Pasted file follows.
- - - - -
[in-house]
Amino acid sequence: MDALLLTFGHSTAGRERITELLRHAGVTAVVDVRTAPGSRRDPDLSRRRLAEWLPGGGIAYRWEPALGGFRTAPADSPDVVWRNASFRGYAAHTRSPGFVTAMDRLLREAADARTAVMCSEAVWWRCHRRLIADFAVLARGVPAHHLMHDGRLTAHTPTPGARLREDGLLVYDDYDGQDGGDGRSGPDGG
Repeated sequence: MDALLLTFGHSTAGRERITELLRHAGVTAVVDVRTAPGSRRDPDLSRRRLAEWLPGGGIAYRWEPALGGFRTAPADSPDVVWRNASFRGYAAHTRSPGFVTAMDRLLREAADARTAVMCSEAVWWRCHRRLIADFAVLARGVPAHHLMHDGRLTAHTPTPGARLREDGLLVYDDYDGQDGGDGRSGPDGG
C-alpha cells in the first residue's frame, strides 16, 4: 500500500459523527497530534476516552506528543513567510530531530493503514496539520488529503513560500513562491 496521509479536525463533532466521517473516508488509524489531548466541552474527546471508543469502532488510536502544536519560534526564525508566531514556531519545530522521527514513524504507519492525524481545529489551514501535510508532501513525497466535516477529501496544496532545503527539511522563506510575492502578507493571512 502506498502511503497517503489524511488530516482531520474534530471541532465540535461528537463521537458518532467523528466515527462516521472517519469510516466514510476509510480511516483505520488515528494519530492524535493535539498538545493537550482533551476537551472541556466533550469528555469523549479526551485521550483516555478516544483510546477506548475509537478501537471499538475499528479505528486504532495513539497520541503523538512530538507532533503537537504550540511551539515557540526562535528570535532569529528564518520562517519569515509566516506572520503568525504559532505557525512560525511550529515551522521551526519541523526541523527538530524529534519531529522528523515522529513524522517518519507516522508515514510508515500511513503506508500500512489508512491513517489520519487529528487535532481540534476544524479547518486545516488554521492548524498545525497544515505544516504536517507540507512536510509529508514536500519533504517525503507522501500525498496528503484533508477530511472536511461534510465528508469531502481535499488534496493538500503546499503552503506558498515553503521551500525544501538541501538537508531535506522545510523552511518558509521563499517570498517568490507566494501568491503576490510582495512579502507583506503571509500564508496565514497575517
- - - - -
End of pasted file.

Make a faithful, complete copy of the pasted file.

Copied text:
[in-house]
Amino acid sequence: MDALLLTFGHSTAGRERITELLRHAGVTAVVDVRTAPGSRRDPDLSRRRLAEWLPGGGIAYRWEPALGGFRTAPADSPDVVWRNASFRGYAAHTRSPGFVTAMDRLLREAADARTAVMCSEAVWWRCHRRLIADFAVLARGVPAHHLMHDGRLTAHTPTPGARLREDGLLVYDDYDGQDGGDGRSGPDGG
Repeated sequence: MDALLLTFGHSTAGRERITELLRHAGVTAVVDVRTAPGSRRDPDLSRRRLAEWLPGGGIAYRWEPALGGFRTAPADSPDVVWRNASFRGYAAHTRSPGFVTAMDRLLREAADARTAVMCSEAVWWRCHRRLIADFAVLARGVPAHHLMHDGRLTAHTPTPGARLREDGLLVYDDYDGQDGGDGRSGPDGG
C-alpha cells in the first residue's frame, strides 16, 4: 500500500459523527497530534476516552506528543513567510530531530493503514496539520488529503513560500513562491 496521509479536525463533532466521517473516508488509524489531548466541552474527546471508543469502532488510536502544536519560534526564525508566531514556531519545530522521527514513524504507519492525524481545529489551514501535510508532501513525497466535516477529501496544496532545503527539511522563506510575492502578507493571512 502506498502511503497517503489524511488530516482531520474534530471541532465540535461528537463521537458518532467523528466515527462516521472517519469510516466514510476509510480511516483505520488515528494519530492524535493535539498538545493537550482533551476537551472541556466533550469528555469523549479526551485521550483516555478516544483510546477506548475509537478501537471499538475499528479505528486504532495513539497520541503523538512530538507532533503537537504550540511551539515557540526562535528570535532569529528564518520562517519569515509566516506572520503568525504559532505557525512560525511550529515551522521551526519541523526541523527538530524529534519531529522528523515522529513524522517518519507516522508515514510508515500511513503506508500500512489508512491513517489520519487529528487535532481540534476544524479547518486545516488554521492548524498545525497544515505544516504536517507540507512536510509529508514536500519533504517525503507522501500525498496528503484533508477530511472536511461534510465528508469531502481535499488534496493538500503546499503552503506558498515553503521551500525544501538541501538537508531535506522545510523552511518558509521563499517570498517568490507566494501568491503576490510582495512579502507583506503571509500564508496565514497575517